Surprisingly, unlike Parasite, I was unable to find any major-media reviews of My Mister by The New York Times or Roger Ebert’s posthumous site, or the like. So I’m writing my own, although it’s more encouragement than analysis.

Class, inequality, and social rules collide

A recurring theme in the tapestry of South Korean cinema—likewise a key premise in both Parasite and My Mister—is a stupefying cocktail of classism, inequity, and ageless tradition. As the protagonists wrestle with their affluence or lack of it in a society that only honors the former, misery and wrenching complications ensue.

Before the Academy Awards ceremony in 2020 the financial-industry juggernaut Forbes magazine published a glowing, prophetic review of Parasite that is also pertinent for My Mister in 2022 (Parasite also garnered Oscars for direction by Bong Joon Ho and for its original screenplay).

“The UN’s Department of Economic and Social Affairs has recently shown that income inequality has increased in most developed countries and in some middle-income countries,” wrote film critic Jeff Ewing in his Forbes review. “The study has shown that the richest one percent of the population have increased their relative share of global income between 1990 and 2015, while the bottom 40% of the world’s population earned less than a quarter of the income in all surveyed countries. Inequality creates huge divergences in standard of living, wealth, generational opportunities, infant mortality, exposure to environmental harms, etc. The bottom line: in all countries, money begets more money, but it also begets more well-being, more political influence, and more opportunities across the board. Poverty, by contrast, is hard to escape the world over… and for some, hard to survive.”

In My Mister, middle-class Dong Hoon, to the perplexity of his friends and family, doesn’t really care about status, and is extremely conflicted about his obscure, subliminal attraction to other-side-of-the-tracks Ji Ahn. Everyone, except perhaps Dong Hoon and Ji Ahn (and a former Dong Hoon friend who opted for a celibate monastic life), is worried to some degree about how others perceive their station in life or how they might achieve prosperity and ease.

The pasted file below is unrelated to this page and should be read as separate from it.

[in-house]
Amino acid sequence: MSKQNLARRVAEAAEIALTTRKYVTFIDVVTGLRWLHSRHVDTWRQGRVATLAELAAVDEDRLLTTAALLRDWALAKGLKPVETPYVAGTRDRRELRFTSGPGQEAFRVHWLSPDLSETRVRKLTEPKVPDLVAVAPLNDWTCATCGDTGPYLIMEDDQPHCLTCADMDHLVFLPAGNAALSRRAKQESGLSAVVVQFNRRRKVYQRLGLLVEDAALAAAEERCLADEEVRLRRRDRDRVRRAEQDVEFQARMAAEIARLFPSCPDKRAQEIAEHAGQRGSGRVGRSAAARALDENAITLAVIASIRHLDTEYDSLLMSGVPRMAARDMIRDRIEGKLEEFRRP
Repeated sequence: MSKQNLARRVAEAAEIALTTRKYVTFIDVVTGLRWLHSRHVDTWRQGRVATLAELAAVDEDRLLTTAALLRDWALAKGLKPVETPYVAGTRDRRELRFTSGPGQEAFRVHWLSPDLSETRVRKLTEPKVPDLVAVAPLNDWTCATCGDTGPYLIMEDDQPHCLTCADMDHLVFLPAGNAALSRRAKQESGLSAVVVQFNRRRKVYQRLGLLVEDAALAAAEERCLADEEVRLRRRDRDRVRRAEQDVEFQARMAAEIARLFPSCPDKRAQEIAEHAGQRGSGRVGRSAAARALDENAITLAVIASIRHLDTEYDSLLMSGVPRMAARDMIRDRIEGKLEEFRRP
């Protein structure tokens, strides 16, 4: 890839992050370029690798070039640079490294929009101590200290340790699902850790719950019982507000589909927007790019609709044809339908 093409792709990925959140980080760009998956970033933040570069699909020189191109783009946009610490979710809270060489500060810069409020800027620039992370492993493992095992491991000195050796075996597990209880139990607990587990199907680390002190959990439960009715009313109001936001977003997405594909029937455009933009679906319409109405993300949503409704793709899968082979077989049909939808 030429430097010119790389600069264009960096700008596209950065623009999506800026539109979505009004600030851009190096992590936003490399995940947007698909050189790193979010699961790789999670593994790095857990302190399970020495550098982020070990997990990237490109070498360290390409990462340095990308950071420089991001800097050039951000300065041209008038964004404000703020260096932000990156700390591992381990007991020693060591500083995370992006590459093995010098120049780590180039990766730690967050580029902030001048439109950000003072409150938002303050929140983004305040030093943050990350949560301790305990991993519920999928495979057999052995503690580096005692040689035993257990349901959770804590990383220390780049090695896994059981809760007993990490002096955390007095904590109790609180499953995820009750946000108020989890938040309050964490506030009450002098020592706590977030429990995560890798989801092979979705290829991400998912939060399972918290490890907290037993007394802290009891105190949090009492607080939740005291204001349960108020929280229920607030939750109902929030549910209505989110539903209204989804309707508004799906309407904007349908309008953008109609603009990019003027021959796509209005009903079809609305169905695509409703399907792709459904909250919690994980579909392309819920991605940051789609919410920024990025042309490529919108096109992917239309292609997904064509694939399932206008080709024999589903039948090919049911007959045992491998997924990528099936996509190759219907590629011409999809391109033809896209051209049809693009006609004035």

In Parasite, a lower-class family dishonestly finagles its way into the lavish home of a prosperous family, as servants—a home where bad things happen in a creepy basement warren. The title wickedly has two meanings: According to director Bong Joon Ho, the unprosperous are parasites on the rich for jobs and money, while the leisure-addled rich are parasitic on the labor of their servants, without whom they would be largely helpless.

An unrequited love story

But, unlike Parasite, My Mister is at heart a chaste yet curiously erotic love story (due in large part to the leads’ lived-in performances), a paean to human emotional connectivity, not a master class on the evils of inequity. And it’s not just about Dong Hoon’s and Ji Ahn’s connectivity but also about the connective tissue of family and friends; a talented ensemble cast creates the strong, nurturing threads of a wider virtual fabric of community and belonging.

If you’re looking for Marvel Comics-type cinematic super action, My Mister, with its few confusions and many long, thoughtful gazes, long walks, and long faces (although there are lots of laughs and some action, too), is probably not for you. It takes patience, even forbearance, to receive the payoff. But, in my view, it’s well worth it.

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Rick Snedeker

Rick Snedeker is a retired American journalist/editor who now writes in various media and pens nonfiction books. He has received nine past top South Dakota state awards for newspaper column, editorial,...